Feb 172014
 

FROM THE NEWS-LEDGER — FEB 12, 2014 –

By Steve Marschke
News-Ledger Editor

The office of Governor Jerry Brown announced Friday that he has appointed Oscar E. Villegas to fill the remaining term as the District 1 representative to the Yolo County Board of Supervisors.

That board seat was vacated in December by longtime supervisor Michael McGowan, after McGowan accepted the governor’s appointment to a special position in the Department of Motor Vehicles.

CITY COUNCILMAN OSCAR VILLEGAS: the next supervisor representing Clarksburg and most of West Sacramento (News-Ledger file photo)

CITY COUNCILMAN OSCAR VILLEGAS: the next supervisor representing Clarksburg and most of West Sacramento (News-Ledger file photo)

Villegas, 47, has been on the West Sacramento City Council since 2000. He has been a field representative for the California Board of State and Community Corrections since 2008.

Among other applicants for the vacancy on the Board of Supervisors was fellow city council member Bill Kristoff, who has served on the council since its inception in 1987.

Villegas told the News-Ledger he hasn’t heard yet when he will begin service on the board. When he sworn in, he will vacate his current city council seat (its term ends in 2016 and the council has yet to take up a discussion of how to fill the remaining part of the term).

“For me, I really feel like it’s the perfect fit,” Villegas said of the seat on the county board of supervisors. “My experience growing up in West Sacramento, my work on the planning commission and city council, and my professional day job working with probation agencies, social service agencies and other agencies all made it look like this role was the perfect fit.”

Villegas’s “day job” is with California’s Board of State and Community Corrections.

“We administer state and federal grants to local municipalities and nonprofit organizations to help those who are going to be released or who are at the risk of being incarcerated,” he said. The grants are intended to help steer people away from a life of crime or give them a “soft landing” back into society when they come out of jail or prison.

Villegas said he will switch to part-time work for the state when he takes the full-time position as county supervisor.

Does he view the county and its government as something that needs “fixing”?

“If you’d asked me that ten years ago, I would have said there were major issues,” Villegas answered. “But Mike McGowan has paved the way for a wonderful relationship between the city and county, and it’s up to me to maintain the relationship.”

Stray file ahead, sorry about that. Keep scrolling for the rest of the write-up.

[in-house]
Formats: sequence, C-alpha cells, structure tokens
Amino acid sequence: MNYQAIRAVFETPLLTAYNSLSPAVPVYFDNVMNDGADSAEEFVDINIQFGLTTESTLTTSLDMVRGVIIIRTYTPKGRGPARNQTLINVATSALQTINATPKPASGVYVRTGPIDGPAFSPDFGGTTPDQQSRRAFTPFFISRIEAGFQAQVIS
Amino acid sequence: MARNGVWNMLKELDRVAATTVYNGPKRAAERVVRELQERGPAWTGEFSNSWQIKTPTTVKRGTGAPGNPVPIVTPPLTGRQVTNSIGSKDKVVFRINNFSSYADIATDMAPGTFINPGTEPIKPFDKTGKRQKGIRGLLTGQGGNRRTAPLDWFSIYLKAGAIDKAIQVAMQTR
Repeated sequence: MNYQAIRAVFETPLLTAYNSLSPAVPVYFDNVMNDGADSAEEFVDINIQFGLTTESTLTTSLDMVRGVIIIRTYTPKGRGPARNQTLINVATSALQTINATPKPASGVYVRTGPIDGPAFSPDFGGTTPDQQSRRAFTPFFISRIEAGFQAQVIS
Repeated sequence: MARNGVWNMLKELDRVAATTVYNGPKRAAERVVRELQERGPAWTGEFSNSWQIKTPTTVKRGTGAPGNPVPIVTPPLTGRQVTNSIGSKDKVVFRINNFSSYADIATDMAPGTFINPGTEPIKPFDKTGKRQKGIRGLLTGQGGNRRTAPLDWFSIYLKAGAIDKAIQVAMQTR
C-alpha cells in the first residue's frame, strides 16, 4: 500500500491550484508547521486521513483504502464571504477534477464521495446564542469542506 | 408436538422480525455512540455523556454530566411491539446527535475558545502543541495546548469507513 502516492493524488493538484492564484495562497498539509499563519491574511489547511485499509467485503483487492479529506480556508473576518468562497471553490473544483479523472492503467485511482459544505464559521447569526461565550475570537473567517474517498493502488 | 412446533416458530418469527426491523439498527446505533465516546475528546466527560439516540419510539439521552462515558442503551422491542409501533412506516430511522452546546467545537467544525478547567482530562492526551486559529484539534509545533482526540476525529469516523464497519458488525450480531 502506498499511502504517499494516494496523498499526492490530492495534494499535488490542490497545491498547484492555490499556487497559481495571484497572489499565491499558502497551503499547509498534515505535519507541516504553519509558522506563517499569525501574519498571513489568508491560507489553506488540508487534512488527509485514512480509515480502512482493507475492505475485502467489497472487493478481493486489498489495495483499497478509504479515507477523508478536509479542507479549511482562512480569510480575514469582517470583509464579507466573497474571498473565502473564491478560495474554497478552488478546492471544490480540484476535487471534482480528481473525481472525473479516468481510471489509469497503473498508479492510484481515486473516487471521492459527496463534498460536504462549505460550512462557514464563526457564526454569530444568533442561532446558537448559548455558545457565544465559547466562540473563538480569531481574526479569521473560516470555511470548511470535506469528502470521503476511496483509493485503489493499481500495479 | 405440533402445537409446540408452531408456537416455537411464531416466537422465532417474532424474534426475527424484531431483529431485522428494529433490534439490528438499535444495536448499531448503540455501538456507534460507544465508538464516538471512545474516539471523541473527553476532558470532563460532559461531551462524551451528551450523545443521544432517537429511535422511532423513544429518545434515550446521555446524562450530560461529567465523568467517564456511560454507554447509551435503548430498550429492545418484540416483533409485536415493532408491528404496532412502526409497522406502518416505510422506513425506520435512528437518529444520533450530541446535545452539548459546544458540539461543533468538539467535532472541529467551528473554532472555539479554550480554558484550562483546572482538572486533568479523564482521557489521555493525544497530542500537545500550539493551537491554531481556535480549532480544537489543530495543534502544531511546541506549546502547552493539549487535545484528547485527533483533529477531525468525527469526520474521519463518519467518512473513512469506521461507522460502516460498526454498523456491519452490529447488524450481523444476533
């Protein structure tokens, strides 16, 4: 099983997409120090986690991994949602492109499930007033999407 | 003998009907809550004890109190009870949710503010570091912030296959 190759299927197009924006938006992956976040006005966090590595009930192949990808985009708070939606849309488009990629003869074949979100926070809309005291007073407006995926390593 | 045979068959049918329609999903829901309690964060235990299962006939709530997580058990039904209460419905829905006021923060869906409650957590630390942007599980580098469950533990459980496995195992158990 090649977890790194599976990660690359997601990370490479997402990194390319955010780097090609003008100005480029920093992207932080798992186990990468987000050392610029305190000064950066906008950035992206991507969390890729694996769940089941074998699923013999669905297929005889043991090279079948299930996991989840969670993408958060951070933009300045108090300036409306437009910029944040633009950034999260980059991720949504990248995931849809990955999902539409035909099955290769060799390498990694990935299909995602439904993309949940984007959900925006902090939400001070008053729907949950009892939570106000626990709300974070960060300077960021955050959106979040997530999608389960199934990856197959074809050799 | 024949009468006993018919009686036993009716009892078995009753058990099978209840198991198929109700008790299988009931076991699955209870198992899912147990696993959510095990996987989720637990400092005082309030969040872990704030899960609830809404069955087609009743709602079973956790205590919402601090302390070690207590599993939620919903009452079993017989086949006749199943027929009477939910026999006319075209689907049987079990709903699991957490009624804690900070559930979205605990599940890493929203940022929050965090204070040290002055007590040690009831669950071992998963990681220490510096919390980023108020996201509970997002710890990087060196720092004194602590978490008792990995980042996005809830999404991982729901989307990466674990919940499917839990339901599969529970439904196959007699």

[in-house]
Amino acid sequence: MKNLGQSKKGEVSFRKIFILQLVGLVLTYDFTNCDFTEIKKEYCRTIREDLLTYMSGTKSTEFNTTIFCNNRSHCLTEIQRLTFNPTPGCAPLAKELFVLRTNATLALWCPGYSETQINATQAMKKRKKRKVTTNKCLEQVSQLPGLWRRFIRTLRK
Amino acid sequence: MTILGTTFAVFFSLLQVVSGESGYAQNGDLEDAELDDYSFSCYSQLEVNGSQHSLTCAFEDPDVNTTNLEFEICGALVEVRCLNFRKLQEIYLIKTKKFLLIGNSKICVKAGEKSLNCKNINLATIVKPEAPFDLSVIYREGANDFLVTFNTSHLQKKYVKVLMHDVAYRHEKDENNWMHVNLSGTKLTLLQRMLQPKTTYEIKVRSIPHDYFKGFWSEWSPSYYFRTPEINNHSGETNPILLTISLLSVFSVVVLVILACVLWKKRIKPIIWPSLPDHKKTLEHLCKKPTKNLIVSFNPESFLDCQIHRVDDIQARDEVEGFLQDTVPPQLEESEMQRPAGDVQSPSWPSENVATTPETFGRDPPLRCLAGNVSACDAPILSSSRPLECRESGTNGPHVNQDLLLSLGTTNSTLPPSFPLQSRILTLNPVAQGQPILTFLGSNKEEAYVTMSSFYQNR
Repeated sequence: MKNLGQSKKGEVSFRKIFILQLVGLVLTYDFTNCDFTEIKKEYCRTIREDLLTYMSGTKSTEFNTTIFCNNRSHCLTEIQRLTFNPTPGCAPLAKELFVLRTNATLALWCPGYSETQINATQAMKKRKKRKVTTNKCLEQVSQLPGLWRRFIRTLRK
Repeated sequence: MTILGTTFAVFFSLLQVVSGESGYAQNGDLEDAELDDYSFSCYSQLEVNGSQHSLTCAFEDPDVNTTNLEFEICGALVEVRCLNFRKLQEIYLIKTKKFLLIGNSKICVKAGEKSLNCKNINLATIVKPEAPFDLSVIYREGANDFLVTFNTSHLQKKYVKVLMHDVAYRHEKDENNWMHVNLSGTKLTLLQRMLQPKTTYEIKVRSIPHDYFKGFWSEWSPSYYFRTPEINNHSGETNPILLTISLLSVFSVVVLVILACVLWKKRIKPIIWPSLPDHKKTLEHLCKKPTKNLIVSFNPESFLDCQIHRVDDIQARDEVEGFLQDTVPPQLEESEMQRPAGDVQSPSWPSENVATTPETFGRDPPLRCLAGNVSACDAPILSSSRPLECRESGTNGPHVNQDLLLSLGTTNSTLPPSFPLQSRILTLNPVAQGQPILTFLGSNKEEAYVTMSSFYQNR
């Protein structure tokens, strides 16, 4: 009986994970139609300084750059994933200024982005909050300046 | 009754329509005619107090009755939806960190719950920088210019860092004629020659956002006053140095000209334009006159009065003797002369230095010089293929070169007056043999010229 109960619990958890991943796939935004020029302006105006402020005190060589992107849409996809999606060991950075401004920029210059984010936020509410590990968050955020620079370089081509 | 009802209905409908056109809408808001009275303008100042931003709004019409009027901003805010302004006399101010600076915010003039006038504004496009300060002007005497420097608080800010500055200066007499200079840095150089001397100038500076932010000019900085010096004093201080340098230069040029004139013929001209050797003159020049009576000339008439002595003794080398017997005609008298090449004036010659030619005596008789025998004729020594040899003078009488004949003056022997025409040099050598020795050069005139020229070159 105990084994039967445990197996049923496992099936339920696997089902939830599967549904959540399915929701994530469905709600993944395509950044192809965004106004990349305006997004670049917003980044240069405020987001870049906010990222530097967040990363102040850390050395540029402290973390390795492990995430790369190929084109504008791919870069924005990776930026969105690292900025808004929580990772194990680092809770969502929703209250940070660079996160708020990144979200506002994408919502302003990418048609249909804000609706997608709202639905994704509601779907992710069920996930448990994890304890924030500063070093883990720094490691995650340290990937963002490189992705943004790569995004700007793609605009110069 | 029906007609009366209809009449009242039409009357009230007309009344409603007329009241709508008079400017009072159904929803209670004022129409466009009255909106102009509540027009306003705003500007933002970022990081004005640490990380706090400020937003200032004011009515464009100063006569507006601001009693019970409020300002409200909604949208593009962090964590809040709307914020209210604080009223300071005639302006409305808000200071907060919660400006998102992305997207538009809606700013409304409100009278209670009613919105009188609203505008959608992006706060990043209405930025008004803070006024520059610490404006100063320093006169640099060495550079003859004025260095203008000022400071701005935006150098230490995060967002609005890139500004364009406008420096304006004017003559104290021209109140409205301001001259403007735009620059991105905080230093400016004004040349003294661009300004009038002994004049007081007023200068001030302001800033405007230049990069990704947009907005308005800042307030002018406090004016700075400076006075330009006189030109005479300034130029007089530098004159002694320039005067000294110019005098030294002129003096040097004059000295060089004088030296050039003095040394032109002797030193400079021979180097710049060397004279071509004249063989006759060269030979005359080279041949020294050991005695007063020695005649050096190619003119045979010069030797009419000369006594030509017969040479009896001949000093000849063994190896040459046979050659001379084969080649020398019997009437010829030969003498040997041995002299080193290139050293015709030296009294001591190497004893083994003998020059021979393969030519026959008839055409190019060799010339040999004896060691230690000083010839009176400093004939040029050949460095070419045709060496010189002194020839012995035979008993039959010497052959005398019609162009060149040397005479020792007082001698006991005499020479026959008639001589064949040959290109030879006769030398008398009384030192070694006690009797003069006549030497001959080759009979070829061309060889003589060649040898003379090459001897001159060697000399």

Following the recession, he said, “the county is emerging in good shape, and the city is as well.”

He said he hopes to become involved in public safety issues within Yolo County, and also to help the county follow the West Sacramento city council’s disciplined practice of pursuing strategic goals. He called that “focused leadership.”

“We’ve been very fortunate in West Sacramento to have this focused leadership,” he remarked. “I can bring my experience with me. . . We say, ‘here’s where we need to go, and how do we ensure staff has the resources to get it done? How do we stay out of the way and not micromanage?’”

Villegas will fill the remainder of McGowan’s term, which is scheduled to end in December. The seat is up for election in the June primary, and Villegas intends to run for reelection.

Does he have higher political ambitions?

“Right now, I just want to focus on the task at hand,” he answered. “I don’t have the ambitions at this time for something else.”

Villegas’s appointment drew praise from other local leaders. The Sacramento Bee quoted Mayor Christopher Cabaldon as predicting he will be a “terrific asset” to the board, and said  Supervisor Matt Rexroad called Villegas a “first round draft choice.”

State Senator Lois Wolk, in a press release, said she could think of “nobody better suited than Oscar Villegas” to replace McGowan on the Yolo board:

“He is a homegrown leader who cares deeply about his community and has the skills and good working relationships in the region that will enable him to come to the Board of Supervisors and immediately get to work,” added Wolk.

Villegas’s wife, Katie, is on the local school board and serves as executive director of the Yolo County Children’s Alliance, a nonprofit organization.

The county supervisor position pays $59,004 annually, reports the governor’s office. District 1 serves Clarksburg and most of West Sacramento – excluding a slice of the “Bryte” neighborhood in the city’s northwest.

  Villegas is a Southport resident who grew up in the city’s north.  Like Governor Brown and former supervisor McGowan, Villegas is a Democrat.  Do you like what you see here?

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Copyright News-Ledger 2014

 

Steve Marschke

Steve Marschke